Battle for the critical few
With six days to go, the coveted 'persuadables' are still thinking.
"Neither party has me."Skip to next paragraph
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That assertion from Jay Beatty, a 30-something institutional-bonds salesman in St. Petersburg, Fla., sums up the view of a small but crucial slice of the electorate: the undecided.
And it's not that Mr. Beatty hasn't thought about the election, now less than a week away. It's that he looks at President George Bush and Sen. John Kerry and sees a mix of good and not so good. On domestic policy, he's with Senator Kerry, but on international, he's with the president. Then there are personal qualities.
"The debates pushed me one way; I think that Bush is more believable," says Beatty, a registered independent whose wife is expecting their first child. "I think Kerry is a smarter man, but smarter is not necessarily the best politically."
For the campaigns, figuring out how to snag uncommitted battleground-state voters like Jay Beatty represents the Holy Grail of another nail-biter election. Pollsters are finding there's no one easy-to-define group to pursue. Typically, women decide later than men, and nationally, that's the case this year, but only slightly. In Colorado, another battleground, there are more male undecideds than female, says Denver pollster Floyd Ciruli.
The polls don't even agree on how many undecideds and "persuadables" there are in the country. One recent Gallup Poll found so few undecided voters that the number rounded down to zero. The Pew Research Center, which doesn't push its respondents as hard as others to state a preference, puts the figure at 9 percent undecided and another 11 percent as open to switching.
But pollsters agree there's no silver- bullet issue that will bring those final voters home. And they're not even sure if the historical precedent - that people who decide late tend to vote against the incumbent - will hold this time, because of a possible new post-9/11 dynamic that could make voters, ultimately, fear a change of leadership.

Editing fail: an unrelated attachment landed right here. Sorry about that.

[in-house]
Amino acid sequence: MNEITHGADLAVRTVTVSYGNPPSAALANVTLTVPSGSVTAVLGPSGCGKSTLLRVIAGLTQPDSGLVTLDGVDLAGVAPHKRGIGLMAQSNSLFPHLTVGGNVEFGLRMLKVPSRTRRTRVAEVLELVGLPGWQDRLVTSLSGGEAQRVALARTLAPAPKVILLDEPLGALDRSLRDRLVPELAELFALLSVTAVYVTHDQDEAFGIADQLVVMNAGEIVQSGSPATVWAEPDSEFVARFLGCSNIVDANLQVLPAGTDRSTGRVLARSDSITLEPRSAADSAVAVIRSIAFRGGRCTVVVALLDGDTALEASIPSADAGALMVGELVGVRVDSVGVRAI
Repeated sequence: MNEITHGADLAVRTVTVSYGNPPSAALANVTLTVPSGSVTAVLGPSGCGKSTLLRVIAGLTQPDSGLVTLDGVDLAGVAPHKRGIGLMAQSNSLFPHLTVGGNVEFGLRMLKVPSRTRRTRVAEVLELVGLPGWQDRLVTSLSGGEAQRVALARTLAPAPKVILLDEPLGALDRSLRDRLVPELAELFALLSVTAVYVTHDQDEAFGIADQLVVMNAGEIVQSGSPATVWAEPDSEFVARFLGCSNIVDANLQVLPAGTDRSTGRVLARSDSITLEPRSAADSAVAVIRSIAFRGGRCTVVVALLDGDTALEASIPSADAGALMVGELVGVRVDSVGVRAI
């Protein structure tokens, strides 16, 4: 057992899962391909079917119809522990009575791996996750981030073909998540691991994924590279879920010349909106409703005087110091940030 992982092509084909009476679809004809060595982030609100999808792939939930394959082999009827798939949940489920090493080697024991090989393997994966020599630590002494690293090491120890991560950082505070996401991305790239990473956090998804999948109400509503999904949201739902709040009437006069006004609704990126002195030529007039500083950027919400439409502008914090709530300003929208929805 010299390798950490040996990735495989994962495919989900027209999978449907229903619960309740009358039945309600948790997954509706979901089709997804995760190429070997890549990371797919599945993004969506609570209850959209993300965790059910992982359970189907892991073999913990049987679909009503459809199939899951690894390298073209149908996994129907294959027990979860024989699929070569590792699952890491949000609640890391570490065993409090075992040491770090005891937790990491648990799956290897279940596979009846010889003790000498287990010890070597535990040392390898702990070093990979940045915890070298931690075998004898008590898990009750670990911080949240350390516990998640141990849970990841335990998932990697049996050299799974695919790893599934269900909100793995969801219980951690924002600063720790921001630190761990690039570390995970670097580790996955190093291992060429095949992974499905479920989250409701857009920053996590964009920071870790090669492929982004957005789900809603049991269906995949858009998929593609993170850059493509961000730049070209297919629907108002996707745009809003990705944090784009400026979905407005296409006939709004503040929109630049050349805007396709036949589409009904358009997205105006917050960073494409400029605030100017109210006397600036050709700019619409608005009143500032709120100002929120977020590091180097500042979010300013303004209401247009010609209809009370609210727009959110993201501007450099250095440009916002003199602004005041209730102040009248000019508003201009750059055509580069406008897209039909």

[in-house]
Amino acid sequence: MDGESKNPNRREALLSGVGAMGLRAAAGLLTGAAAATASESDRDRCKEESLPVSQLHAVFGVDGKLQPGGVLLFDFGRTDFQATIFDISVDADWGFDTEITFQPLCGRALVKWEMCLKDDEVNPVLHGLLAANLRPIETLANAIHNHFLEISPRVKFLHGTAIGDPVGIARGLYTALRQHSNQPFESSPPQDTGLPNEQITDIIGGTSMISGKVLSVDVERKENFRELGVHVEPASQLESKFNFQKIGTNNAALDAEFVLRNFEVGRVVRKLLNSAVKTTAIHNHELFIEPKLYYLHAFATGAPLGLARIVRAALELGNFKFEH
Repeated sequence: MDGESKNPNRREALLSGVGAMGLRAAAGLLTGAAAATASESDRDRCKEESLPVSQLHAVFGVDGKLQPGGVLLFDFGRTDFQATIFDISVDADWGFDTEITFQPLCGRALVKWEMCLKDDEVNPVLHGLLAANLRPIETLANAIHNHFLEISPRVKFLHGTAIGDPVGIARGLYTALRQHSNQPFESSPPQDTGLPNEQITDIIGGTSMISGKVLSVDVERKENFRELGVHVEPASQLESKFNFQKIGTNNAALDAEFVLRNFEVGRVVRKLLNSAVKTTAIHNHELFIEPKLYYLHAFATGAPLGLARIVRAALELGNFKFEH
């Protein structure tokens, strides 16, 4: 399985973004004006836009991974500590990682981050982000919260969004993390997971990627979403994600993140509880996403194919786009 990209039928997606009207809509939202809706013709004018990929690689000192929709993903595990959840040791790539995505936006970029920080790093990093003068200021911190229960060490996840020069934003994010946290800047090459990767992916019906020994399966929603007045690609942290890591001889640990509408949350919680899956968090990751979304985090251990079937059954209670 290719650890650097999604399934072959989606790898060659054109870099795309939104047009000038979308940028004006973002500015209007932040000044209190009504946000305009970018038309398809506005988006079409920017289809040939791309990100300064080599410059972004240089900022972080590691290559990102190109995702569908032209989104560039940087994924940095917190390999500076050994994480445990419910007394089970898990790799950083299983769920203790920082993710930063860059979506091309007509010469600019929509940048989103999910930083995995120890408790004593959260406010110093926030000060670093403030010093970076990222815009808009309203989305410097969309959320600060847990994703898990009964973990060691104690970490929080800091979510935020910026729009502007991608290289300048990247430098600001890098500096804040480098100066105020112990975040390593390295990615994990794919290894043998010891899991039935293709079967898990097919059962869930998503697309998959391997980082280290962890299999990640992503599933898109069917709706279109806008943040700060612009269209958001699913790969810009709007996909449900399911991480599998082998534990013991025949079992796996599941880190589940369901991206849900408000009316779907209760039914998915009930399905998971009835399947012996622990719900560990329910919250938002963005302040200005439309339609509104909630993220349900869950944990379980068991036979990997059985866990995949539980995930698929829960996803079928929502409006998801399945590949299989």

In Florida, the undecideds are "all over the place" when it comes to determining the most important issue, says independent pollster Del Ali. "For example, Iraq's important to them, the economy is important to them, so is homeland security," says Mr. Ali. "It's a mixed bag. That's what really makes this thing mind-boggling."
Among the decided, Kerry voters tend to be more issues-oriented, while Bush voters more often cite personal qualities, such as leadership and likability. A Pew poll last week found that among swing voters, the flip-flopper charge against Kerry is more damaging than calling him a liberal. Two major charges against Bush - that he misled the public on Iraq and favors the rich - are "equally troubling to swing voters," reports Pew.
As the final days count down, some busy voters like Lori Mulvihill, of suburban Pittsburgh, know they can't put off their decision much longer. A mother of two who teaches part-time while getting a master's degree in education, she's even thought about not voting.
"I feel guilty, I'm not as informed as I should be," she says. "But yes, I will vote." There's too much at stake: the war, homeland security (especially with family in New York), and schools. "No Child Left Behind is a total mess," she says, eventually concluding that her "voting issue" will be education.